Our decisions are premised on two essential principles, which at times can appear inconsistent.   The first is that owners of land have broad freedom to make legal use of their property.   The second is that courts must normally enforce unwaived restrictions on which the owners of other similarly burdened property have relied.4

 To harmonize those principles and apply them properly, this Court has recognized the necessity of deciding such matters on a case-by-case basis.   The circumstances of each case thus determine whether a particular use is prohibited by a residential restriction.   As we explained in Wood:

No clear and definite line can be drawn as to residential use of premises.   It is a safe rule that the usual, ordinary and incidental use of property as a place of abode does not violate a covenant restricting such use to “residential purposes only,” but that an unusual and extraordinary use may constitute a violation.   Each case must be determined on its own facts, and it cannot be said that the maintenance and breeding of a flock of racing pigeons is the usual, ordinary or incidental use of one's property for “residential purposes only.”  [Id. at 288-289, 8 N.W.2d 67.]

  With regard to whether a restriction has been waived, we likewise have said that “[w]hether or not there has been a waiver of a restrictive covenant or whether those seeking to enforce the same are guilty of laches are questions to be determined on the facts of each case as presented.”  Grandmont Improvement Ass'n v. Liquor Control Comm., 294 Mich. 541, 544, 293 N.W. 744 (1940).


 As indicated, this Court has not decided a case involving interval ownership.   Appellate courts of other jurisdictions have decided cases that bear some similarity, but these decisions are neither recent nor on all fours with the present case.5  We thus turn to  our statement in Wood “that the usual, ordinary and incidental use of property as a place of abode does not violate the covenant restricting such use to ‘residential purposes only,’ but that an unusual and extraordinary use may constitute a violation,” and our accompanying caution that “[e]ach case must be determined on its own facts.”  Id. at 288-289, 8 N.W.2d 67.

 Proceeding on that basis, we return to the trial court's analysis.   We conclude that its reasoning is sound, and adopt it as our own:

[W]hat's a residential purpose is the question.   Well, a residence most narrowly defined can be a place which would be one place where a person lives as their permanent home, and by that standard people could have only one residence, or the summer cottage could not be a residence, the summer home at Shanty Creek could not be a residence if the principal residence, the place where they permanently reside, their domicile is in some other location, but I think residential purposes for these uses is a little broader than that.   It is a place where someone lives, and has a permanent presence, if you will, as a resident, whether they are physically there or not.   Their belongings are there.   They store their golf clubs, their ski equipment, the old radio, whatever they want.   It is another residence for them, and it has a permanence to it, and a continuity of presence, if you will, that makes it a residence.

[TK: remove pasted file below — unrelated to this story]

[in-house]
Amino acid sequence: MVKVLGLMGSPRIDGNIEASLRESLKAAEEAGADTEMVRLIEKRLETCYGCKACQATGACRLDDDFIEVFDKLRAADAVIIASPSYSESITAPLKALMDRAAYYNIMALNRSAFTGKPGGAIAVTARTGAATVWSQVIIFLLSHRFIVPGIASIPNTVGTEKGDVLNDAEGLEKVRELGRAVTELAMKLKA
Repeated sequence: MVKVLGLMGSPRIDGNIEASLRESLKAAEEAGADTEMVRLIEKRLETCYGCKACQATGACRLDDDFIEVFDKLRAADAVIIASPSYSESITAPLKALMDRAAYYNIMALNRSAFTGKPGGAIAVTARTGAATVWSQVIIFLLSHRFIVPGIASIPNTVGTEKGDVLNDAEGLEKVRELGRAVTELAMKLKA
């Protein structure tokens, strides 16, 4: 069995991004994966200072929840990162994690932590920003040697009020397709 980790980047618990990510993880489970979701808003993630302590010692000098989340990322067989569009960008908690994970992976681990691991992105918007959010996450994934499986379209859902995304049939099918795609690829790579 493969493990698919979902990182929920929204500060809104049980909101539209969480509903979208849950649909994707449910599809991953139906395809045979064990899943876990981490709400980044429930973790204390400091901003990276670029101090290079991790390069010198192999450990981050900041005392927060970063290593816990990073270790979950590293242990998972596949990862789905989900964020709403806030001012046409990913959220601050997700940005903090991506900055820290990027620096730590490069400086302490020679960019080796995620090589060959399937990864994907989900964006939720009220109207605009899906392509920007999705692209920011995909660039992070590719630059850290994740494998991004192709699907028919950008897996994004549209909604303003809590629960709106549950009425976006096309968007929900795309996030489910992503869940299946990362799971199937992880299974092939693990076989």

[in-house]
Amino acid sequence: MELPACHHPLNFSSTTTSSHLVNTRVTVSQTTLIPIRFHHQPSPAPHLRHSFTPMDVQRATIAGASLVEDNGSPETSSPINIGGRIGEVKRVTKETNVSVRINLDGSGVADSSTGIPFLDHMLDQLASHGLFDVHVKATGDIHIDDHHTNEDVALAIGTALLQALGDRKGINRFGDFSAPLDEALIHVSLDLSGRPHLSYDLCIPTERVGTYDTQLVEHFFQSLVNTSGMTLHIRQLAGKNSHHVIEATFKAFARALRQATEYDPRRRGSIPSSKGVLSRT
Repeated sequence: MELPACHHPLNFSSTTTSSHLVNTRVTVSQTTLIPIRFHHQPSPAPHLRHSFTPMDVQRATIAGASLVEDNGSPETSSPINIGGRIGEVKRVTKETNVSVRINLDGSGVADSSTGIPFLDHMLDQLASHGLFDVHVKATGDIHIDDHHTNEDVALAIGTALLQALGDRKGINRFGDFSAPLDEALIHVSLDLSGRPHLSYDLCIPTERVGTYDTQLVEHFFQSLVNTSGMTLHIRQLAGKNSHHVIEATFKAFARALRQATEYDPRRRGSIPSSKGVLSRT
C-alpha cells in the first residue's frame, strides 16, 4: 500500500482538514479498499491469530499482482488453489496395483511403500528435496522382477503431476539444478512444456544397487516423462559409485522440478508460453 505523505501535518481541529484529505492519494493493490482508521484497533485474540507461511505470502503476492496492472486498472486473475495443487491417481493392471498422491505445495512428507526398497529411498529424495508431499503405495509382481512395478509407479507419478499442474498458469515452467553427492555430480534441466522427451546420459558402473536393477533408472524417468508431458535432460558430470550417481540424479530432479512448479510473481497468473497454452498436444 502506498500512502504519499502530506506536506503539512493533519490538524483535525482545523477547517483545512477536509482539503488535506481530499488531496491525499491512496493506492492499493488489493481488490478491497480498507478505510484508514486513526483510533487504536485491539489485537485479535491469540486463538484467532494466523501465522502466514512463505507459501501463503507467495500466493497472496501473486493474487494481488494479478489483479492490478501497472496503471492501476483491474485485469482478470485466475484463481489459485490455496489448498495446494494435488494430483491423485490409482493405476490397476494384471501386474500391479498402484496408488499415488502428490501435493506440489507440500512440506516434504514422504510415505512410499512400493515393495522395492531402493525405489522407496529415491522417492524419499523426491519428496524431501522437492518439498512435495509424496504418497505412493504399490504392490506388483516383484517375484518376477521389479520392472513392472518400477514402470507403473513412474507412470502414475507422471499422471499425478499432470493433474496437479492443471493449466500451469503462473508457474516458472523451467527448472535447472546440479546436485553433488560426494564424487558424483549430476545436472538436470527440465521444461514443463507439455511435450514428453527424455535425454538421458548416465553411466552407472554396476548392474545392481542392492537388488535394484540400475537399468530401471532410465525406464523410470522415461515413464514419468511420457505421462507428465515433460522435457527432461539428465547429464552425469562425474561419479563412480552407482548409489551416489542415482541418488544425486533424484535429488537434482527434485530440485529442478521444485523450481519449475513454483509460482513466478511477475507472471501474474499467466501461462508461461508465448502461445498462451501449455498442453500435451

The trial court then correctly determined that interval ownership did not constitute a residential purpose under the circumstances of this case:

I don't think that's true of weekly-of timeshare units on a weekly basis of the kind, at least, of the kind being discussed here, which includes trading, and is a traditional-usually associated with condominiums, but in this case happens to be instead of an apartment happens to be a building that is a single family building other than this arrangement for its joint ownership by, at least, up to forty-eight people in this case.   The people who occupy it, or who have these weekly interests in this property, they have the right to occupy it for one week each year, but they don't have any rights, any occupancy right, other than that one week.   They don't have the right to come whenever they want to, for example, or to leave belongings there because the next resident, who is a one-fiftieth or one forty-eighth co-owner has a right to occupy the place, too, and the weekly owner has no right to be at the residence at anytime other than during their one week that they have purchased.   That is not a residence.   That is too temporary.   There is no permanence to the presence, either psychologically or physically at that location, and so I deem that the division of the home into one-week timeshare intervals as not being for residential purposes as that term is used in these building and use restrictions․